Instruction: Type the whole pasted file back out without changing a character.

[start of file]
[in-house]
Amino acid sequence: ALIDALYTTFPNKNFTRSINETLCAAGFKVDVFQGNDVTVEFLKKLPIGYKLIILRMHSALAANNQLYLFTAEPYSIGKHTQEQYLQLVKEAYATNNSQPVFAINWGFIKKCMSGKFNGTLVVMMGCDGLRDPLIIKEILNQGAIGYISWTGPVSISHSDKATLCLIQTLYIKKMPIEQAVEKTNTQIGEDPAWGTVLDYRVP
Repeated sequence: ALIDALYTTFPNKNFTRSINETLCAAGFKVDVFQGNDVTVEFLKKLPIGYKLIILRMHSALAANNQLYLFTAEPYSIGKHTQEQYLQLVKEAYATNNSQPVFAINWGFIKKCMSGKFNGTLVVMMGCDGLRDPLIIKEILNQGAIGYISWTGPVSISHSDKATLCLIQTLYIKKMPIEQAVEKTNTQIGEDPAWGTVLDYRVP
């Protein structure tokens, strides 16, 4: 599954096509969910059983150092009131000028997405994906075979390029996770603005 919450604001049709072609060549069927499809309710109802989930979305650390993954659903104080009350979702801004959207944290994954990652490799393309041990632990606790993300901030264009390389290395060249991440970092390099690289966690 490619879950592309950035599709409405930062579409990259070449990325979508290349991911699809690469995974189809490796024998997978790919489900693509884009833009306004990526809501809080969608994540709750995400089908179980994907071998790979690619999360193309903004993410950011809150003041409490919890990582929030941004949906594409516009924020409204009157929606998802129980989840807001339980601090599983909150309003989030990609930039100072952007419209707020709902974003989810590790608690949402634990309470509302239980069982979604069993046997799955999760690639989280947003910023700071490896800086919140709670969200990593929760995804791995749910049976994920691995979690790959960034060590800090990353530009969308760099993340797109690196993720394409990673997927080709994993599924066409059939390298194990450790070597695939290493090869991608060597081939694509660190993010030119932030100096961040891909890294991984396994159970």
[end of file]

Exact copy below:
[in-house]
Amino acid sequence: ALIDALYTTFPNKNFTRSINETLCAAGFKVDVFQGNDVTVEFLKKLPIGYKLIILRMHSALAANNQLYLFTAEPYSIGKHTQEQYLQLVKEAYATNNSQPVFAINWGFIKKCMSGKFNGTLVVMMGCDGLRDPLIIKEILNQGAIGYISWTGPVSISHSDKATLCLIQTLYIKKMPIEQAVEKTNTQIGEDPAWGTVLDYRVP
Repeated sequence: ALIDALYTTFPNKNFTRSINETLCAAGFKVDVFQGNDVTVEFLKKLPIGYKLIILRMHSALAANNQLYLFTAEPYSIGKHTQEQYLQLVKEAYATNNSQPVFAINWGFIKKCMSGKFNGTLVVMMGCDGLRDPLIIKEILNQGAIGYISWTGPVSISHSDKATLCLIQTLYIKKMPIEQAVEKTNTQIGEDPAWGTVLDYRVP
């Protein structure tokens, strides 16, 4: 599954096509969910059983150092009131000028997405994906075979390029996770603005 919450604001049709072609060549069927499809309710109802989930979305650390993954659903104080009350979702801004959207944290994954990652490799393309041990632990606790993300901030264009390389290395060249991440970092390099690289966690 490619879950592309950035599709409405930062579409990259070449990325979508290349991911699809690469995974189809490796024998997978790919489900693509884009833009306004990526809501809080969608994540709750995400089908179980994907071998790979690619999360193309903004993410950011809150003041409490919890990582929030941004949906594409516009924020409204009157929606998802129980989840807001339980601090599983909150309003989030990609930039100072952007419209707020709902974003989810590790608690949402634990309470509302239980069982979604069993046997799955999760690639989280947003910023700071490896800086919140709670969200990593929760995804791995749910049976994920691995979690790959960034060590800090990353530009969308760099993340797109690196993720394409990673997927080709994993599924066409059939390298194990450790070597695939290493090869991608060597081939694509660190993010030119932030100096961040891909890294991984396994159970």